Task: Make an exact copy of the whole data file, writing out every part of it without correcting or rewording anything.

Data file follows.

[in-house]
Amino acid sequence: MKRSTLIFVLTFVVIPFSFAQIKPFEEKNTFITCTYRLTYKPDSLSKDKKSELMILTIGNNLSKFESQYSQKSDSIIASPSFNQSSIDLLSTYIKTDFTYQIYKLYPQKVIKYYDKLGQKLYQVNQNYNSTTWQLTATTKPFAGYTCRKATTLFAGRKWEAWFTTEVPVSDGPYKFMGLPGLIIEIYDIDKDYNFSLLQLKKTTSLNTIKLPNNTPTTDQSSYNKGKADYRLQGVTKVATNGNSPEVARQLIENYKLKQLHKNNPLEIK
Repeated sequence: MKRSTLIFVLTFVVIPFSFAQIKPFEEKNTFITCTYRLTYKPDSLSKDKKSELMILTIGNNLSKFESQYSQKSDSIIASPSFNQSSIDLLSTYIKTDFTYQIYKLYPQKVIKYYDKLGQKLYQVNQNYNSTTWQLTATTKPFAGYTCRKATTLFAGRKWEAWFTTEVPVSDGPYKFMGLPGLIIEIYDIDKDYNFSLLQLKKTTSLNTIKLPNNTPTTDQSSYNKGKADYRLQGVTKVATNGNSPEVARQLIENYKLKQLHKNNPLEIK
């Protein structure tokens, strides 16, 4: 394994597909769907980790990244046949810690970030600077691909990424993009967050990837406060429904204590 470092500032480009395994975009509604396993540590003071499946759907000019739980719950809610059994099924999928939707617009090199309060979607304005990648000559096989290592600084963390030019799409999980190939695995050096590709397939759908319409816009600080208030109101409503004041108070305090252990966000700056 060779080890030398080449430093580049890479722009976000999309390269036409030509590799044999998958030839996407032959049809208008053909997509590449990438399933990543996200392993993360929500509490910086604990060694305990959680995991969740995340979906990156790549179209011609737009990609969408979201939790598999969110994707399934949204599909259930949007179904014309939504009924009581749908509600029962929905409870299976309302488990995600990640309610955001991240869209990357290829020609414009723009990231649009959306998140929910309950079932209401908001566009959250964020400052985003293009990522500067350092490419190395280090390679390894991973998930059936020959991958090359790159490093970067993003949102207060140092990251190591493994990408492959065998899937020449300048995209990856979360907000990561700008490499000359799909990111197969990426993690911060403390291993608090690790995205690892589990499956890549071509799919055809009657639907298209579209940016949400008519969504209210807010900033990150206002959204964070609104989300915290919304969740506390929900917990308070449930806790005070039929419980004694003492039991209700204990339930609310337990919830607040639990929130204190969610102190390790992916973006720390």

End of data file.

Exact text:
[in-house]
Amino acid sequence: MKRSTLIFVLTFVVIPFSFAQIKPFEEKNTFITCTYRLTYKPDSLSKDKKSELMILTIGNNLSKFESQYSQKSDSIIASPSFNQSSIDLLSTYIKTDFTYQIYKLYPQKVIKYYDKLGQKLYQVNQNYNSTTWQLTATTKPFAGYTCRKATTLFAGRKWEAWFTTEVPVSDGPYKFMGLPGLIIEIYDIDKDYNFSLLQLKKTTSLNTIKLPNNTPTTDQSSYNKGKADYRLQGVTKVATNGNSPEVARQLIENYKLKQLHKNNPLEIK
Repeated sequence: MKRSTLIFVLTFVVIPFSFAQIKPFEEKNTFITCTYRLTYKPDSLSKDKKSELMILTIGNNLSKFESQYSQKSDSIIASPSFNQSSIDLLSTYIKTDFTYQIYKLYPQKVIKYYDKLGQKLYQVNQNYNSTTWQLTATTKPFAGYTCRKATTLFAGRKWEAWFTTEVPVSDGPYKFMGLPGLIIEIYDIDKDYNFSLLQLKKTTSLNTIKLPNNTPTTDQSSYNKGKADYRLQGVTKVATNGNSPEVARQLIENYKLKQLHKNNPLEIK
């Protein structure tokens, strides 16, 4: 394994597909769907980790990244046949810690970030600077691909990424993009967050990837406060429904204590 470092500032480009395994975009509604396993540590003071499946759907000019739980719950809610059994099924999928939707617009090199309060979607304005990648000559096989290592600084963390030019799409999980190939695995050096590709397939759908319409816009600080208030109101409503004041108070305090252990966000700056 060779080890030398080449430093580049890479722009976000999309390269036409030509590799044999998958030839996407032959049809208008053909997509590449990438399933990543996200392993993360929500509490910086604990060694305990959680995991969740995340979906990156790549179209011609737009990609969408979201939790598999969110994707399934949204599909259930949007179904014309939504009924009581749908509600029962929905409870299976309302488990995600990640309610955001991240869209990357290829020609414009723009990231649009959306998140929910309950079932209401908001566009959250964020400052985003293009990522500067350092490419190395280090390679390894991973998930059936020959991958090359790159490093970067993003949102207060140092990251190591493994990408492959065998899937020449300048995209990856979360907000990561700008490499000359799909990111197969990426993690911060403390291993608090690790995205690892589990499956890549071509799919055809009657639907298209579209940016949400008519969504209210807010900033990150206002959204964070609104989300915290919304969740506390929900917990308070449930806790005070039929419980004694003492039991209700204990339930609310337990919830607040639990929130204190969610102190390790992916973006720390």